Suppose $(f_n)$ is defined, continuous on $[a,b]$, and differentiable on this open interval. Then $c \in [a,b]$ and $(f_n(c))$ converge $(f'_n)$ and converge uniformly on $(a,b)$ respectively.

How can I prove that $(f_n)$ converges uniformly on $[a,b]$

I know by uniform cauchy criterion, $(f_n)$ converges uniformly on this set if we can find some $|f_n(x) - f_m(x)| \leq \epsilon$ for all $m, n \geq N$ and all $x \in a$

But we are only given that there is a single point $f_n(c)$ where it is uniformly convergent, nothing about the entire interval $[a,b]$

  • $\begingroup$ In fact even more is true: not only do the $(f_n)$ converge uniformly, the derivative of the uniform limit is the uniform limit of the $(f_n')$. $\endgroup$
    – Sarastro
    May 28 '15 at 19:27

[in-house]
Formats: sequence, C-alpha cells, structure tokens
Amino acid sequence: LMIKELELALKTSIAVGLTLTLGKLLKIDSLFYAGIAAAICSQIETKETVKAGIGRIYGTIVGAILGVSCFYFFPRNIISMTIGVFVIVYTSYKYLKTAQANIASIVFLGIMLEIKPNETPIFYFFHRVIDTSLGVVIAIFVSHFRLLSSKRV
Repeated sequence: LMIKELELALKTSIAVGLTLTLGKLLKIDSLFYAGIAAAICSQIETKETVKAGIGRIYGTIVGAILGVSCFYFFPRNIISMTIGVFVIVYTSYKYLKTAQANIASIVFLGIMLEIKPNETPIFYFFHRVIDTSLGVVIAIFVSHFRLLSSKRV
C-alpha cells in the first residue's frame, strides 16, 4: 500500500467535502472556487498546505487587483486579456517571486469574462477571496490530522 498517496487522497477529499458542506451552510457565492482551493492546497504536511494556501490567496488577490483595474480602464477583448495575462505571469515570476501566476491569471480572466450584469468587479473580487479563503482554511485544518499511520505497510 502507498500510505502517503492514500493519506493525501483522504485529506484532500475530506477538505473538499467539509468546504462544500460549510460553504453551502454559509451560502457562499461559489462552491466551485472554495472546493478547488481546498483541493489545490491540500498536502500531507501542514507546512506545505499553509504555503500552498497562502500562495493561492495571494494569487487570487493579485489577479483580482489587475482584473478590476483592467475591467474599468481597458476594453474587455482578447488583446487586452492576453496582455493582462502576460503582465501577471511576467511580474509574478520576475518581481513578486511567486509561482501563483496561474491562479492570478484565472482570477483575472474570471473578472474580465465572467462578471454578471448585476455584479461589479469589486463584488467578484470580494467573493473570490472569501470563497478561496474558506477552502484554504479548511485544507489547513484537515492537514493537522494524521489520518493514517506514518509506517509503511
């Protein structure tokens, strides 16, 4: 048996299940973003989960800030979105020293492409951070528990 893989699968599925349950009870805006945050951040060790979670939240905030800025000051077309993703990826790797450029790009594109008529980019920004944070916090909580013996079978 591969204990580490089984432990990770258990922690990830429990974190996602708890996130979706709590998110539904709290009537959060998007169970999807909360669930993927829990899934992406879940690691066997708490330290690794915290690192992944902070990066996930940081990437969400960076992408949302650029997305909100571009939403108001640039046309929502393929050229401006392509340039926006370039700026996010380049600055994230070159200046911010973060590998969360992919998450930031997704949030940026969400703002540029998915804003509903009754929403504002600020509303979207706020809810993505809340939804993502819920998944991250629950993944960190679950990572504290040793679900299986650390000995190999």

$$f_n(x) - f_m(x) = [(f_n - f_m)(x) - (f_n - f_m)(c)]+(f_n - f_m)(c).$$

Use the MVT on the difference in brackets.

  • $\begingroup$ So we would get: $$ f'_n(c) - f'_m(c) = \frac{(f_n(x) - f_m(x)) - (f_n(c) - f_m(c)) + (f_n(c) - f_m(c))}{x-c}$$ Then, there is some $N \in \mathbb{N}$ such that $m,n \geq N$ $$|f'_n(c) - f'_m(c)| \leq \frac{\epsilon}{3}$$ Am I on the right track? $\endgroup$
    – elbarto
    May 28 '15 at 19:41
  • $\begingroup$ I'm not sure what you're doing. Don't we get $f_n(x) - f_m(x) = (f_n-f_m)'(d_x)\cdot (x-c) + (f_n-f_m)(c)?$ $\endgroup$
    – zhw.
    May 28 '15 at 20:56
  • $\begingroup$ zhigan, is that you? $\endgroup$
    – elbarto
    May 28 '15 at 22:25

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